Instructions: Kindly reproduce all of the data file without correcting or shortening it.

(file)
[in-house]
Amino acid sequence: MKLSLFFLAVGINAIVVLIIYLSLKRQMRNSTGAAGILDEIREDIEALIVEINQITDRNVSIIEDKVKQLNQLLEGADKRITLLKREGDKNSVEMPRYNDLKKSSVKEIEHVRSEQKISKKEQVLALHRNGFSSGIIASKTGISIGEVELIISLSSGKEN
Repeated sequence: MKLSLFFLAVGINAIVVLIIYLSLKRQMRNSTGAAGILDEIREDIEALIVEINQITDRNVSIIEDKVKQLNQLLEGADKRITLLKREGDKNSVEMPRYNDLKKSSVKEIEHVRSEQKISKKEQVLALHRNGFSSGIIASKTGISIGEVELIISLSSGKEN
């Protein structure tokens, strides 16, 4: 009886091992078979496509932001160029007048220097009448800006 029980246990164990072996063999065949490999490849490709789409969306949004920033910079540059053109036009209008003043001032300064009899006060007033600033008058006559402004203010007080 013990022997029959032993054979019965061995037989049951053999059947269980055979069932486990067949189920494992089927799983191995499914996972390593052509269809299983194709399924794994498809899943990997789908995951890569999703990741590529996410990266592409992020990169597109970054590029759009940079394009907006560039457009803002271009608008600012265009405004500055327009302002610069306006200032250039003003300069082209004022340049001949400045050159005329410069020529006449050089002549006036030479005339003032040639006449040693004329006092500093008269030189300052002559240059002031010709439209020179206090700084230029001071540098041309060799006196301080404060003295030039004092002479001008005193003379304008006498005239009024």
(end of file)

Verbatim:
[in-house]
Amino acid sequence: MKLSLFFLAVGINAIVVLIIYLSLKRQMRNSTGAAGILDEIREDIEALIVEINQITDRNVSIIEDKVKQLNQLLEGADKRITLLKREGDKNSVEMPRYNDLKKSSVKEIEHVRSEQKISKKEQVLALHRNGFSSGIIASKTGISIGEVELIISLSSGKEN
Repeated sequence: MKLSLFFLAVGINAIVVLIIYLSLKRQMRNSTGAAGILDEIREDIEALIVEINQITDRNVSIIEDKVKQLNQLLEGADKRITLLKREGDKNSVEMPRYNDLKKSSVKEIEHVRSEQKISKKEQVLALHRNGFSSGIIASKTGISIGEVELIISLSSGKEN
């Protein structure tokens, strides 16, 4: 009886091992078979496509932001160029007048220097009448800006 029980246990164990072996063999065949490999490849490709789409969306949004920033910079540059053109036009209008003043001032300064009899006060007033600033008058006559402004203010007080 013990022997029959032993054979019965061995037989049951053999059947269980055979069932486990067949189920494992089927799983191995499914996972390593052509269809299983194709399924794994498809899943990997789908995951890569999703990741590529996410990266592409992020990169597109970054590029759009940079394009907006560039457009803002271009608008600012265009405004500055327009302002610069306006200032250039003003300069082209004022340049001949400045050159005329410069020529006449050089002549006036030479005339003032040639006449040693004329006092500093008269030189300052002559240059002031010709439209020179206090700084230029001071540098041309060799006196301080404060003295030039004092002479001008005193003379304008006498005239009024």